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Prevent tragic consequences

Vol. 7, No. 5 / May 2008

Dr. Nasrallah’s viewpoint in “Bring back the asylums?” is bold, enlightening, contemporary, and precise. Highlighting deinstitutionalization’s consequences should raise awareness of this situation among Current Psychiatry readers.

Labeling patients as “clients” or “consumers” has always irritated me. We spend time and energy educating the public that psychiatric disorders are illnesses like diabetes or heart disease. Yet we perpetuate the stigma by acting as if something is wrong with the word “patient” by calling these individuals “consumers.”

Deinstitutionalization has had a tragic impact on the mentally ill. In 2002 the public was outraged when The New York Times reported that mentally ill patients were living in nursing homes in New York City. I thought that placing mentally ill individuals in locked nursing homes that were owned and operated by a major campaign contributor to the New York governor was one of the kindest methods in the state to treat mentally ill persons.

In 1999, a class-action suit was brought against New York City because mentally ill individuals were routinely released from prison in dangerous neighborhoods in the middle of the night with 2 subway tokens and $1.50 in cash. The case was settled out of court and the city pledged to provide services for inmates after their release.1

I recently left a position at a state hospital and now work in a county jail. The transition has been enlightening. I suggest that everyone view the 2005 PBS Frontline documentary “The New Asylums.” The question posed in this program is “Have America’s jails and prisons become its new asylums?” It won’t take you long to realize that the answer is a sickening “Yes.”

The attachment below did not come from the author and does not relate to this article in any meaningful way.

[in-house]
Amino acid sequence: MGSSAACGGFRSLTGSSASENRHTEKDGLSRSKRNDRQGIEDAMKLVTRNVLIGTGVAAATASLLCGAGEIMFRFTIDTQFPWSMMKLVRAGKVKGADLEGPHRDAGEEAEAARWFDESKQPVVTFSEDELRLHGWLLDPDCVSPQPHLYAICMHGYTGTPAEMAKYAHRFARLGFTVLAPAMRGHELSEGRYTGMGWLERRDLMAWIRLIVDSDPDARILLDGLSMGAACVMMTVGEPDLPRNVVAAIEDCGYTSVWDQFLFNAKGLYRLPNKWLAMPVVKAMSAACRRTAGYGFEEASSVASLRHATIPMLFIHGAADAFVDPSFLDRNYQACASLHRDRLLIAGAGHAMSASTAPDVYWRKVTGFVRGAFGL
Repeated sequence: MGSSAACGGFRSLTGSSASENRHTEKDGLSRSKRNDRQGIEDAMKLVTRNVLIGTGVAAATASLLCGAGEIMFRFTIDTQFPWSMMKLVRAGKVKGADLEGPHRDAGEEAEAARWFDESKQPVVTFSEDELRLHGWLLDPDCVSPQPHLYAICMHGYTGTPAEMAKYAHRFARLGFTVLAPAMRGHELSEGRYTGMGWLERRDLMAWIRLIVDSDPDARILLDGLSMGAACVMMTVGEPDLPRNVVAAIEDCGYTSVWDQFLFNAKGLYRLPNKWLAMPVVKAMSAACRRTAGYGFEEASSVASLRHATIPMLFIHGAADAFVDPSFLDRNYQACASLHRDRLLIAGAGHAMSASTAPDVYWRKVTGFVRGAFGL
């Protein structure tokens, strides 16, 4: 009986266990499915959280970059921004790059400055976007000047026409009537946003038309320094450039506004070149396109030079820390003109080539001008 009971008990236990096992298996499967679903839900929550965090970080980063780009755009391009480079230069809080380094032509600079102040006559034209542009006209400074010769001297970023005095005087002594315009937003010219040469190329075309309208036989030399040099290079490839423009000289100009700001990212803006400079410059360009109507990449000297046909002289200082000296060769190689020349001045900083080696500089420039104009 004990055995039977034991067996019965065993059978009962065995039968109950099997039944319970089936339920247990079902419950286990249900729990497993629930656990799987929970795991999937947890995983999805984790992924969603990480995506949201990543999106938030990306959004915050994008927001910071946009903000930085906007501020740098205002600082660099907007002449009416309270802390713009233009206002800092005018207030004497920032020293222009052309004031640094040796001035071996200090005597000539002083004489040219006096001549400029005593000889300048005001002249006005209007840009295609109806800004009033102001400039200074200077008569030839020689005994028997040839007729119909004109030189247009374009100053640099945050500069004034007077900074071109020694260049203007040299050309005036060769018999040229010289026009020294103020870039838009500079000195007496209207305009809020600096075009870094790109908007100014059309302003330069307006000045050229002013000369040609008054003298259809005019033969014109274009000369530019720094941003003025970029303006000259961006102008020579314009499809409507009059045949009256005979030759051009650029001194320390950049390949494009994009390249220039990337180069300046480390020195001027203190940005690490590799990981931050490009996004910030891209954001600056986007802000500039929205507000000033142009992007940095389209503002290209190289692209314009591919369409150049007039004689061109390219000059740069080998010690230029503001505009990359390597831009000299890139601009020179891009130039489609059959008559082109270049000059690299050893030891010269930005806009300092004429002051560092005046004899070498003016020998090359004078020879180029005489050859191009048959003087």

It seems the United States has regressed to placing the mentally ill in cages. In 1825 the reverend Louis Dwight was shocked by what he saw when he took Bibles to inmates. He organized the Boston Prison Discipline Society, which encouraged the Massachusetts legislature to appoint a committee that ultimately recommended that all mentally ill inmates in jails and prison be transferred to Massachusetts General Hospital and legislated that confining these persons in the state’s jails was illegal. In 1833 the State Lunatic Asylum at Worcester opened, and more than half of the 164 patients came from jails.1

Dorothea Dix followed with her campaign in 1842 when she taught a Sunday school class at the East Cambridge Jail. She found many mentally ill patients were housed in jails or wandered the streets. Dix visited 300 county jails and 18 prisons in 6 years. She exposed the horrendous conditions she witnessed and chided politicians for their lack of attention to the mentally ill. She is recognized for establishing 32 mental hospitals. By 1880 <1% of prisoners nationwide were mentally ill.1,2

Today, the history of caring for the mentally ill has come full circle. Dorothea Dix would be disheartened to know that mentally ill individuals are again being locked away in jails or left to wander the streets.

What can a mental health professional do to improve care of mentally ill patients in jails or prisons? First, we must educate ourselves and be aware of what is happening in our field. Then we must educate the public and be involved in our professional organizations that have the resources and influence to initiate change. Contact your representatives, senators, governors, and your state’s department of corrections to begin to reverse the horrendous treatment of our most vulnerable citizens.

Virginia Singer, LPN
Las Vegas, NV

1. Frontline. Breaking the tragic cycle. Available at: Accessed March 10, 2008.

2. Gollaher D. Voice for the mad: the life of Dorothea Dix New York, NY: The Free Press; 1995.

To comment on articles in this issue or other topics, send letters in care of Erica Vonderheid, Current Psychiatry, 110 Summit Avenue, Montvale, NJ 07645, or click here.

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